Diabetes and Gum Disease – What You Should Know.docx
If you are at risk of diabetes, or if you have already been diagnosed with it, there are some things you should know about gum disease. While you have probably heard of gum disease—whether it was on a commercial for dental floss or an ad for some other health product—you may not have ever considered w diabetes can increase your risk of developing gum disease.
If You Have Diabetes, You Need To Be Aware Of Your Risk
Diabetes can contribute to your chances of developing gum disease. This occurs due to a few different factors, any one of which is troublesome by themselves.
Poor blood sugar levels are a common consequence of diabetes. Research has shown that people with elevated blood sugar levels will also be more likely to develop gum disease, and it will be more severe than if they did not have blood sugar issues. In addition, people with high blood sugar levels are more likely to lose teeth due to gum disease than other people are.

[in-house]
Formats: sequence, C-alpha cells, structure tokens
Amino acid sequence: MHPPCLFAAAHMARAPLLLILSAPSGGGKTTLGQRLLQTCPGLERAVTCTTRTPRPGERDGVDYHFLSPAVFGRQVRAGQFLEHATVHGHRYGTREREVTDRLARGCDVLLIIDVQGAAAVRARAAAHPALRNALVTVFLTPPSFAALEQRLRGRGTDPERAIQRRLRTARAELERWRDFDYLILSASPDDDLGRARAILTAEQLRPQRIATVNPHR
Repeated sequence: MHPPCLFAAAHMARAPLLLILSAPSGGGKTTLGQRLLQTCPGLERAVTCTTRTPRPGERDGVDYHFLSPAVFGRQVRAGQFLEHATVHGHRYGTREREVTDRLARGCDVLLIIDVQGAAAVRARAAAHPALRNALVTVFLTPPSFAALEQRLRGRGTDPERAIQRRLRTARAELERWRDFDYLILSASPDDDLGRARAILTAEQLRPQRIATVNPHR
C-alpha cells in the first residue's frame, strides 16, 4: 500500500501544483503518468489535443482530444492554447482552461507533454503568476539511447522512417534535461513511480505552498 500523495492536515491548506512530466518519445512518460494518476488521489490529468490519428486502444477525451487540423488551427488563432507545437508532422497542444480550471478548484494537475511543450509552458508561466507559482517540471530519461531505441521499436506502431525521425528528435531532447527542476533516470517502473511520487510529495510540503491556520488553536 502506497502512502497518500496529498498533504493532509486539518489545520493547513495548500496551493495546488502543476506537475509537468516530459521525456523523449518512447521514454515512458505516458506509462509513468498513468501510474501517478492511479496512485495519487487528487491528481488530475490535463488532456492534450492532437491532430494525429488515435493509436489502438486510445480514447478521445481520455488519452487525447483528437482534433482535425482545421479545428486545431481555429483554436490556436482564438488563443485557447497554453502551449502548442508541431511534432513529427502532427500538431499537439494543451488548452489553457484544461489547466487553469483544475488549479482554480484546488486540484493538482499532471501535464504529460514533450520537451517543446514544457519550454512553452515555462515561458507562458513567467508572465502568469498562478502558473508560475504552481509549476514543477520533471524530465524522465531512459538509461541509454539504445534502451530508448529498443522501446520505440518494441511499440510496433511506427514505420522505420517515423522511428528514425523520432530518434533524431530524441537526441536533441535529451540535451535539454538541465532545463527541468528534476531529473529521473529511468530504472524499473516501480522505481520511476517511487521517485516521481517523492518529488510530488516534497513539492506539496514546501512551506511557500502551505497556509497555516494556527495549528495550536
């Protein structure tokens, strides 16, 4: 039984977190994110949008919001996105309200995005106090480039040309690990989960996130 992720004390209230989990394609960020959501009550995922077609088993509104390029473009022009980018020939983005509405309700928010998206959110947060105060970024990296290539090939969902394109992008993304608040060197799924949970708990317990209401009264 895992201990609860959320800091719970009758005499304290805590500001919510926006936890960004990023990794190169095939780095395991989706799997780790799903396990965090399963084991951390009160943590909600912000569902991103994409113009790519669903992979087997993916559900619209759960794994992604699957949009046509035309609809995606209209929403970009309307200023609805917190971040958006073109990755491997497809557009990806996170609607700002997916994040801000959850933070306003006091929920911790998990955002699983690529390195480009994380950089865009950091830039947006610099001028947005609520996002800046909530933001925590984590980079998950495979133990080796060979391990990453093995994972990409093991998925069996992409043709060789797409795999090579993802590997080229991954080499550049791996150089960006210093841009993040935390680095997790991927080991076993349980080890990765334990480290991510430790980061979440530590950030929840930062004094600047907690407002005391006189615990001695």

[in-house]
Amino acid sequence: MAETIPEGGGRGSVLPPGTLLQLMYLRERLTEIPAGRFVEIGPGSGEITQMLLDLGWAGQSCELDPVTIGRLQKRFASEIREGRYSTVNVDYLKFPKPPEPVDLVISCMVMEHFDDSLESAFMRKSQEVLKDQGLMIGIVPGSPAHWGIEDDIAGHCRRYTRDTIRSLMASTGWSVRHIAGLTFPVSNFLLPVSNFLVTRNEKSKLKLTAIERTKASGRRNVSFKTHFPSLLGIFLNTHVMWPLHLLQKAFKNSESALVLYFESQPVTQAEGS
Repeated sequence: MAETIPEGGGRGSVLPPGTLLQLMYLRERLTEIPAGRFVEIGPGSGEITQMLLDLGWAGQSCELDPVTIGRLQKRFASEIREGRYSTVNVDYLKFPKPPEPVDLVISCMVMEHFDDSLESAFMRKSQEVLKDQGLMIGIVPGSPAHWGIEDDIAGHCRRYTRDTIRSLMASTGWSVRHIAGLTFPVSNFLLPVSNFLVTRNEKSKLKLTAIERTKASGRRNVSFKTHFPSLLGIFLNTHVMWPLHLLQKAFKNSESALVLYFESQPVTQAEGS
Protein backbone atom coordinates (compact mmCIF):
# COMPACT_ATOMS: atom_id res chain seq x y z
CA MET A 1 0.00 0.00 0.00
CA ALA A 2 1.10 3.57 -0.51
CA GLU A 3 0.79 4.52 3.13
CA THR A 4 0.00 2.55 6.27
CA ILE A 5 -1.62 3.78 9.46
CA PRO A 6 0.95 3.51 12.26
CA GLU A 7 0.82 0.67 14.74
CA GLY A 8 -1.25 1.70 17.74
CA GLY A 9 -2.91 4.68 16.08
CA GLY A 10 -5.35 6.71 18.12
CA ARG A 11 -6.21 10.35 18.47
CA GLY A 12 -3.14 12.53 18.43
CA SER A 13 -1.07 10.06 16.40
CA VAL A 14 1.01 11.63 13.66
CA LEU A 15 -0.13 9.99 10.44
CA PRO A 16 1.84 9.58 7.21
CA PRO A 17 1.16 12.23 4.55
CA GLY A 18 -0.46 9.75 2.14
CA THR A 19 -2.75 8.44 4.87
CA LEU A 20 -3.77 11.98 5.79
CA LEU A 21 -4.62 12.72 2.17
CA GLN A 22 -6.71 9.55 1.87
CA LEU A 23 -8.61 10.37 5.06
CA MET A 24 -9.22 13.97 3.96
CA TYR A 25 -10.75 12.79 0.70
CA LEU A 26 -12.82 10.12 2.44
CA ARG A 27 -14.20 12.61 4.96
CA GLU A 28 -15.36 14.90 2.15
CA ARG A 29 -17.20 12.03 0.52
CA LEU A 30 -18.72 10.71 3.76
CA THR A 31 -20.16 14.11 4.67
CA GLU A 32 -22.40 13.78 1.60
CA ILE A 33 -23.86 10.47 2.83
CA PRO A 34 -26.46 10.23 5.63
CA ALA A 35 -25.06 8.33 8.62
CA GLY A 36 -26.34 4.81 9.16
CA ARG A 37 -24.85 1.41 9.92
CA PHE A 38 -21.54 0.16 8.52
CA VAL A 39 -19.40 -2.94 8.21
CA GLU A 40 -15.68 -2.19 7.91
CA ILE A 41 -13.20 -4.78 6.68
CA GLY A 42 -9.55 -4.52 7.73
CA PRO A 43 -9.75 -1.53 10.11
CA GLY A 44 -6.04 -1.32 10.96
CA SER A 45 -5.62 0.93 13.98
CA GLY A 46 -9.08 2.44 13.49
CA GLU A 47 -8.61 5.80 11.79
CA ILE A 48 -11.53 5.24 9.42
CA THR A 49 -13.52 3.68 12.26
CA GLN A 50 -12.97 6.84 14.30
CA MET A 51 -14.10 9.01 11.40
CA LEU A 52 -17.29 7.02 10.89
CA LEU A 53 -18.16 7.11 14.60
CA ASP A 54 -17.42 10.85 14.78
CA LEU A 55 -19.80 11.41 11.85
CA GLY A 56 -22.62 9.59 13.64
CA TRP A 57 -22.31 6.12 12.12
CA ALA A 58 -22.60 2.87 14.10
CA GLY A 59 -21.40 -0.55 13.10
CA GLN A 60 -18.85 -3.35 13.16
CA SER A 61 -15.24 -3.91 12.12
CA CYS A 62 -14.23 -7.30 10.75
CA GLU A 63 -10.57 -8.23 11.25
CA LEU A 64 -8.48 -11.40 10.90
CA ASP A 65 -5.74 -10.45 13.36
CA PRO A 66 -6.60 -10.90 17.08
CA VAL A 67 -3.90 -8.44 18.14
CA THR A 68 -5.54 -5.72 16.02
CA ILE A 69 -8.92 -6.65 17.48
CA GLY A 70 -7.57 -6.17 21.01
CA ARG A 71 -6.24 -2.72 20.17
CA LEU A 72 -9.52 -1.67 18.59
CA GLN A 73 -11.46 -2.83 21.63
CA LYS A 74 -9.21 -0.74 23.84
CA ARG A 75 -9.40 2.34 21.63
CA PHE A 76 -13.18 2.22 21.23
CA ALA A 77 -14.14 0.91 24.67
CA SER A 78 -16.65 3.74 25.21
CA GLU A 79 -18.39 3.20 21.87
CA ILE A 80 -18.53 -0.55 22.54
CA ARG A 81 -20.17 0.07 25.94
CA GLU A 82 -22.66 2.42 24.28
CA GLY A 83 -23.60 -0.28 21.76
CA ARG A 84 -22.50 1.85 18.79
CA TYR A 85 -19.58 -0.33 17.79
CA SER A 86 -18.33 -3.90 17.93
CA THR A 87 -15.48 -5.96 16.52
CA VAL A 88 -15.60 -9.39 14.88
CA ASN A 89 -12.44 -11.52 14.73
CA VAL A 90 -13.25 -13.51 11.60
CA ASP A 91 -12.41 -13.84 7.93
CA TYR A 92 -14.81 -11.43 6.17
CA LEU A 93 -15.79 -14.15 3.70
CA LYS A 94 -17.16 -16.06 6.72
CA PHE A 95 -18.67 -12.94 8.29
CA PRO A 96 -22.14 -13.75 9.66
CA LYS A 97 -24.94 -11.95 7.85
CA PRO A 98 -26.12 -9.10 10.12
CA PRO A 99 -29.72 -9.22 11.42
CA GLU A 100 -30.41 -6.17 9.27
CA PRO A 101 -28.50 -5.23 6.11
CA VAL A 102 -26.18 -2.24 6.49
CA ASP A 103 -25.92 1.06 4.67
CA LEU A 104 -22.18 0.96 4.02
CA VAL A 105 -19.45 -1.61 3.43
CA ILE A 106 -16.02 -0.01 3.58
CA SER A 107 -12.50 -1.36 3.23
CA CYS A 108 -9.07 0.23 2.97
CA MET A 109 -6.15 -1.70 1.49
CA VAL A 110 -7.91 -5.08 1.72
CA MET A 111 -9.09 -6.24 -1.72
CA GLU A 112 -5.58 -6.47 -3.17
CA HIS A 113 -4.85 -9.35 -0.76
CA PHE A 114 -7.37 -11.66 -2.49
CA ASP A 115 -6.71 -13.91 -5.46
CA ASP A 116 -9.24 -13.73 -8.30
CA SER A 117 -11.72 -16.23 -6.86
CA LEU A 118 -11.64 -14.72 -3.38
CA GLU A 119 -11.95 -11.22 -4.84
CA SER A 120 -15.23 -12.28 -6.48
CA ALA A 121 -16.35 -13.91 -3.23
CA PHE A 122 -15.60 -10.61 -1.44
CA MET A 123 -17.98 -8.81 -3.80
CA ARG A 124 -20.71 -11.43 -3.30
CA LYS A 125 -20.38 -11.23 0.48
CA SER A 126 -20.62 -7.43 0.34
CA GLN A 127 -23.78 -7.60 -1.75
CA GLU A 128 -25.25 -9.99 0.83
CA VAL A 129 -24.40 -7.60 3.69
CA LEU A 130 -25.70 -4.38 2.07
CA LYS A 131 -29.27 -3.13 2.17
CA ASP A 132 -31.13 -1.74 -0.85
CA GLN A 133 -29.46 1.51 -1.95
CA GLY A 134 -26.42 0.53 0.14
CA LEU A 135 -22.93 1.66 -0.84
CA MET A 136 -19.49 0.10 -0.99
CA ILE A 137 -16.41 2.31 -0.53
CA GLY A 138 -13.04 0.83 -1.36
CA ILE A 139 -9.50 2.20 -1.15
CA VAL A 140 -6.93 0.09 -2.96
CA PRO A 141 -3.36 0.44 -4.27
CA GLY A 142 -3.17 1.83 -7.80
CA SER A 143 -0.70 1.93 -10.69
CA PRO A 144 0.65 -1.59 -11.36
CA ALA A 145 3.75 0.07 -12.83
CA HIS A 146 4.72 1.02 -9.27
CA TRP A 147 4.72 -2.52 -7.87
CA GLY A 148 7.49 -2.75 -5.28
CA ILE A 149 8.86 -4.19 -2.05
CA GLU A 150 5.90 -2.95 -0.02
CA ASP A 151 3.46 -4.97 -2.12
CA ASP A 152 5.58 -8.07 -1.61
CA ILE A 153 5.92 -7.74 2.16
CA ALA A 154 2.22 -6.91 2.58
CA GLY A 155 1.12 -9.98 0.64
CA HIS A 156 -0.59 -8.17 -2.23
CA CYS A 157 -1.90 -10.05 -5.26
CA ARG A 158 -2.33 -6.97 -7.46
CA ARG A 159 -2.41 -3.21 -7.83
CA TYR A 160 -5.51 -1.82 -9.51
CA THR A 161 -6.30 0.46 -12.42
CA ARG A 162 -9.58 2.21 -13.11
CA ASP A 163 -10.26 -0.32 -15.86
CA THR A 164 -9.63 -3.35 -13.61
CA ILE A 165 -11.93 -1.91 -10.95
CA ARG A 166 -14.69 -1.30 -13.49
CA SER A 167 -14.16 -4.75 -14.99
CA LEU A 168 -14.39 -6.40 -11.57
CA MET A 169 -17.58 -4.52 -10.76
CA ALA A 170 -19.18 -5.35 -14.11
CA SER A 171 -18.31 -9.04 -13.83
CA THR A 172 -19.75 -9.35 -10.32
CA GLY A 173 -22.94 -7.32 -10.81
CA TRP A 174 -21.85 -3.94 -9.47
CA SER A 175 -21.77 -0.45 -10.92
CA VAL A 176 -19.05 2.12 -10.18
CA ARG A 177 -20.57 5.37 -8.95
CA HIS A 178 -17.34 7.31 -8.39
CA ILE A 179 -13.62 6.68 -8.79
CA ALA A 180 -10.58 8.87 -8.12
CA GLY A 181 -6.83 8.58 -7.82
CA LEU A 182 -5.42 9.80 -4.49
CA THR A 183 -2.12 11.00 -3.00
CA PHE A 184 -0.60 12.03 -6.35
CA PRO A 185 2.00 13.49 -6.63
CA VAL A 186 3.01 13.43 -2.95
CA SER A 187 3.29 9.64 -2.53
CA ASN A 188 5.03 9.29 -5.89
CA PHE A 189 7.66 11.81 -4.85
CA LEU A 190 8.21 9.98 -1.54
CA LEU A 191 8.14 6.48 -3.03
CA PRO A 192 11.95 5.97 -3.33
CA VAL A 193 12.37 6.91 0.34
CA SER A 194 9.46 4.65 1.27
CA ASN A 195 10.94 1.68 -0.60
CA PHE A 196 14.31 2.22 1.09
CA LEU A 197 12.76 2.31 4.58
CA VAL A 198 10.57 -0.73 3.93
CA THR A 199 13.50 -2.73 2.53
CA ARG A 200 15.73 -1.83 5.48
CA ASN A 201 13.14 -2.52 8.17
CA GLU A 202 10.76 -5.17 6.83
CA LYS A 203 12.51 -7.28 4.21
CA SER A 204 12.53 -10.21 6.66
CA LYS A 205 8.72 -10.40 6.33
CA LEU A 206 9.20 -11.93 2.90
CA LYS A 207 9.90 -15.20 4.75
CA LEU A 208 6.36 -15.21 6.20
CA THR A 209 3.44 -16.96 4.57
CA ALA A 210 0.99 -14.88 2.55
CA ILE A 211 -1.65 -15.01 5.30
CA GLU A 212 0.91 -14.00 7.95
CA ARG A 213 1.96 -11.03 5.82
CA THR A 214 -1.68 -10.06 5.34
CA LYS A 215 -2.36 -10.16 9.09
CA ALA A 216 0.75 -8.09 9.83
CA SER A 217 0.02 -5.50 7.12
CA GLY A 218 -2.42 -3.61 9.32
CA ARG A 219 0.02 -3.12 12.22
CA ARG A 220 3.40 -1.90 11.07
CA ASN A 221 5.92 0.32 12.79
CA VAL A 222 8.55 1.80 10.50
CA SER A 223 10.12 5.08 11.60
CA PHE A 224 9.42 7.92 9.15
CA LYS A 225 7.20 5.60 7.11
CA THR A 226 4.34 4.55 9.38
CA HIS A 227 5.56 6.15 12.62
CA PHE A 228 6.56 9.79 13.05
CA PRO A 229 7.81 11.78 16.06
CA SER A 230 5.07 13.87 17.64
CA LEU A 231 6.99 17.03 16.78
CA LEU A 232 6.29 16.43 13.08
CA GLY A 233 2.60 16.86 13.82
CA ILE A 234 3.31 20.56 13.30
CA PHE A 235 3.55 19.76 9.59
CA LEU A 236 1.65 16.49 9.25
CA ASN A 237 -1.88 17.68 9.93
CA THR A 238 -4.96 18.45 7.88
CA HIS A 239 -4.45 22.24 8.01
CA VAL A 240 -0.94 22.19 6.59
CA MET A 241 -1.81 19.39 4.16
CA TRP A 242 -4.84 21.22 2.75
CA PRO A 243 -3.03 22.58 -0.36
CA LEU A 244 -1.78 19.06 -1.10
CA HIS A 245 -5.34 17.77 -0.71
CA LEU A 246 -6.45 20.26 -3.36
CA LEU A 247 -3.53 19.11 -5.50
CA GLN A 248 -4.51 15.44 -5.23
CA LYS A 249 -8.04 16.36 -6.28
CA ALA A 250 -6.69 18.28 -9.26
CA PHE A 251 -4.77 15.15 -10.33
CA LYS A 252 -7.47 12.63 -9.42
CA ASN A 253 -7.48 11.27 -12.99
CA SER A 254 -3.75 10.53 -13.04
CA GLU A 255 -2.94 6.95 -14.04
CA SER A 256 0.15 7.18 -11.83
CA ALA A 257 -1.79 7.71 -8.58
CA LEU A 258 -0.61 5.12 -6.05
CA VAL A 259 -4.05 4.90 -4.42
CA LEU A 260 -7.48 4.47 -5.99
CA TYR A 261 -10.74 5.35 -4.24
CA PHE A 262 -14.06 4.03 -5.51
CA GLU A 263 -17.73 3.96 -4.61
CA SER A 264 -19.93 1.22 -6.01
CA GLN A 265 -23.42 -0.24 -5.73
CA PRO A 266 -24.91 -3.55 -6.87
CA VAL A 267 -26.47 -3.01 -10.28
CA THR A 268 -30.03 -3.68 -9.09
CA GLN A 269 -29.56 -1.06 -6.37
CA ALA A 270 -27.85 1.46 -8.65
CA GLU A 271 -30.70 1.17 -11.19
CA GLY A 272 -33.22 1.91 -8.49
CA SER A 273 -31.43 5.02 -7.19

Another thing to keep in mind is the thickening of your blood vessels. This is a condition that can reduce the rate of blood flow in your body (including your gums). Less blood flow means less oxygen, less ability to transport away waste products, and fewer nutrients being delivered to the tissue. These factors increase the risk of gum disease because the gum tissue and bone are less likely to be able to resist infection.
Many diabetics have higher than normal levels of glucose. This is a sugar that some of the bacteria in your mouth use as a food source. More glucose means more of these bacteria; more of these bacteria means more of a chance of gum disease.
If you are a diabetic, you need to pay special attention to your oral hygiene in order to help fight off gum disease.
Please contact us if you have any questions about diabetes effect on your oral health.